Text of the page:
Below is a selection of new digital collections recently added to Virginia Memory. Accessible through our digital asset management system, DigiTool, these collections are searchable by keywords, creator, and title. We also now have thumbnails, making these collections more browseable. We include born digital content, such as publications from state agencies, as well as photographic, art, manuscript, and print collections. We'd love to have your feedback on our new offerings and encourage you to come back often to see What's New!
In his debut novel, Forsaken, Ross Howell Jr. tells the story of an uneducated African American servant, Virginia Christian, who was tried and executed for killing her white employer in 1912. This digital bibliography spotlights the documents and images found in the Library of Virginia's collections that Howell used in his research.
Works of Benjamin Henry Latrobe (1764-1820). Born in England, Latrobe worked as an engineer and surveyor, before turning to architecture. Latrobe began his architectural career in the office of Samuel Pepys Cockerell, a leading neoclassical architect. In 1796, Latrobe immigrated to Virginia, where he quickly secured architectural commissions for both residences and public buildings, including the Virginia State Penitentiary (constructed from 1797-1806). Following the planning for that structure, Latrobe spent the next two years working on his Essay on Landscape sketchbooks (1798-1799). Latrobe became a skilled architect, designing many important public buildings, public works, residences and churches throughout the nation.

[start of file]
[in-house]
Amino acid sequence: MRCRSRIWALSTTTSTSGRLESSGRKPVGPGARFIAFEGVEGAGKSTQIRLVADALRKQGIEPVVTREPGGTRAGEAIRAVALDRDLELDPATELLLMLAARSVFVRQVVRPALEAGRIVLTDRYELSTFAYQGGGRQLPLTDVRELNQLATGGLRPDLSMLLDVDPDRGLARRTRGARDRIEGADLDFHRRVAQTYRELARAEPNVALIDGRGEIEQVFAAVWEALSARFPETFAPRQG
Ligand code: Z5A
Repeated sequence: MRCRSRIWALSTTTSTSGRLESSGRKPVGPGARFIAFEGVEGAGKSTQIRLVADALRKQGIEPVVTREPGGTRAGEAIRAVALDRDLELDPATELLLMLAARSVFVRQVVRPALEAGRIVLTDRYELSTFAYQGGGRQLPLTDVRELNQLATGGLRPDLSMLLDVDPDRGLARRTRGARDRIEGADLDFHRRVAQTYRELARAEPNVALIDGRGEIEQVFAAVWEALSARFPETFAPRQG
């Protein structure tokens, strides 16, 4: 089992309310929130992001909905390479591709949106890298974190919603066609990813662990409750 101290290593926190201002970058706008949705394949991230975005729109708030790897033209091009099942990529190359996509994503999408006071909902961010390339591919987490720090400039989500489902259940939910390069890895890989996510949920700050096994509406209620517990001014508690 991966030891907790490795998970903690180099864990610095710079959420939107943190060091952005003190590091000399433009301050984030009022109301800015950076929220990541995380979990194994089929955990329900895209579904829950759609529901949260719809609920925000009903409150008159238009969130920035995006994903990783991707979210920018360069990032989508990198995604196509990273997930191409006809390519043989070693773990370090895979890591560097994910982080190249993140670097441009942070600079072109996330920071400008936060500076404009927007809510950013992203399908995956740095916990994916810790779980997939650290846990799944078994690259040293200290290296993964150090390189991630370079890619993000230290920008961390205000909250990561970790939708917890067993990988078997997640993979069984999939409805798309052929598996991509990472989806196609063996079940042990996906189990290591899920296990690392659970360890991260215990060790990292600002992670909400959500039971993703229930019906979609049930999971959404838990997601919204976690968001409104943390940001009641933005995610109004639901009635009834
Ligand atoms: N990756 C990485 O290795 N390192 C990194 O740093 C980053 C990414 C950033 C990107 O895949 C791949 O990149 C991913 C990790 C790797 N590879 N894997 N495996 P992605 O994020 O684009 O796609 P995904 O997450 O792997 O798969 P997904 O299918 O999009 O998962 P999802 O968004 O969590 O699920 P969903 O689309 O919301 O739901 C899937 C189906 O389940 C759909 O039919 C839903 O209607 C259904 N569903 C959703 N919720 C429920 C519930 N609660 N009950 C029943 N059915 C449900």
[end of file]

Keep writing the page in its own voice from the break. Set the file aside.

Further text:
This collection consists of materials scanned as part of the Family Reunion: African American descendants of the Underwood Convention Delegates and Reconstruction Legislators event sponsored by the Martin Luther King, Jr., Memorial Commission on 6 July 2015. Collections relate to the descendants of James F. Lipscomb (1830–1893) and Peter G. Morgan (1817–1890), two of the first African Americans elected to the Virginia General Assembly. Lipscomb represented Cumberland County in the House of Delegates from 1869 to 1877. Morgan represented Petersburg in the Underwood Constitutional Convention of 1867-1868 and in the House of Delegates from 1869 to 1871.
Virginia Untold provides access points to the individual stories of African Americans who lived in Virginia from the establishment of slavery in the 1600s until its demise in 1865. Taken as a whole, these individual stories help to shed light on the narrative of a people that has not been fully told.
Michael Miley (1841-1918), probably most famous for his portraits of Robert E. Lee, was a Rockbridge County native who contributed greatly to the burgeoning field of photography. In 1866, Miley partnered with businessman John C. Boude to open a photography studio at the corner of Main and Nelson Streets in Lexington. He purchased Boude's half of the business in 1870, named the studio the Stonewall Art Gallery, and found his niche as a portrait photographer. The Library of Virginia has a collection of 58 glass-plate negatives and 12 carte de visites taken in and around Miley's studio in Lexington. Although some of the images have been identified through crowdsourcing projects, most are unidentified. The most notable images in the collection are photographs of the singing group The Charity Nightingales and of the poet Spotswood Styles and his family.